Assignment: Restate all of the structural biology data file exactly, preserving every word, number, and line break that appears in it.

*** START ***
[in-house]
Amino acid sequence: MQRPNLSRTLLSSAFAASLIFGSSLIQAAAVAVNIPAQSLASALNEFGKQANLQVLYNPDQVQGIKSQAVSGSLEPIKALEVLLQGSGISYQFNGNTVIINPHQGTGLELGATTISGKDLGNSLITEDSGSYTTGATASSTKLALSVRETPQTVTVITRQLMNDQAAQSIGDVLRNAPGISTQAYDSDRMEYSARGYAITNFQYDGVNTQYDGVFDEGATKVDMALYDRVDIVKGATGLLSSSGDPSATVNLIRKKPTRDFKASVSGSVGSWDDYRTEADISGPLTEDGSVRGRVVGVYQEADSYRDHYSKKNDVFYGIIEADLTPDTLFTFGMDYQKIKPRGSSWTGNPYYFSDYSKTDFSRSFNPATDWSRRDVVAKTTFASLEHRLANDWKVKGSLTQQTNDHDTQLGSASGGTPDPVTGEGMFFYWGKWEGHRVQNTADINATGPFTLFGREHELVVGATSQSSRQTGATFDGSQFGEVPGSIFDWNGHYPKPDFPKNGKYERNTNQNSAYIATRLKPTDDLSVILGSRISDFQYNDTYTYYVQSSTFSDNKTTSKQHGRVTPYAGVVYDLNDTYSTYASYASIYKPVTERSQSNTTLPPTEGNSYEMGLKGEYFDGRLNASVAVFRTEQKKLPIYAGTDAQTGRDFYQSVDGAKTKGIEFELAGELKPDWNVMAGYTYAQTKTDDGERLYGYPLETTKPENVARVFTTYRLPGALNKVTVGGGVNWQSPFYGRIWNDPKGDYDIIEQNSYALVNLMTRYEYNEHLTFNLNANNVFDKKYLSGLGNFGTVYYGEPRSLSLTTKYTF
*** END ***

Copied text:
[in-house]
Amino acid sequence: MQRPNLSRTLLSSAFAASLIFGSSLIQAAAVAVNIPAQSLASALNEFGKQANLQVLYNPDQVQGIKSQAVSGSLEPIKALEVLLQGSGISYQFNGNTVIINPHQGTGLELGATTISGKDLGNSLITEDSGSYTTGATASSTKLALSVRETPQTVTVITRQLMNDQAAQSIGDVLRNAPGISTQAYDSDRMEYSARGYAITNFQYDGVNTQYDGVFDEGATKVDMALYDRVDIVKGATGLLSSSGDPSATVNLIRKKPTRDFKASVSGSVGSWDDYRTEADISGPLTEDGSVRGRVVGVYQEADSYRDHYSKKNDVFYGIIEADLTPDTLFTFGMDYQKIKPRGSSWTGNPYYFSDYSKTDFSRSFNPATDWSRRDVVAKTTFASLEHRLANDWKVKGSLTQQTNDHDTQLGSASGGTPDPVTGEGMFFYWGKWEGHRVQNTADINATGPFTLFGREHELVVGATSQSSRQTGATFDGSQFGEVPGSIFDWNGHYPKPDFPKNGKYERNTNQNSAYIATRLKPTDDLSVILGSRISDFQYNDTYTYYVQSSTFSDNKTTSKQHGRVTPYAGVVYDLNDTYSTYASYASIYKPVTERSQSNTTLPPTEGNSYEMGLKGEYFDGRLNASVAVFRTEQKKLPIYAGTDAQTGRDFYQSVDGAKTKGIEFELAGELKPDWNVMAGYTYAQTKTDDGERLYGYPLETTKPENVARVFTTYRLPGALNKVTVGGGVNWQSPFYGRIWNDPKGDYDIIEQNSYALVNLMTRYEYNEHLTFNLNANNVFDKKYLSGLGNFGTVYYGEPRSLSLTTKYTF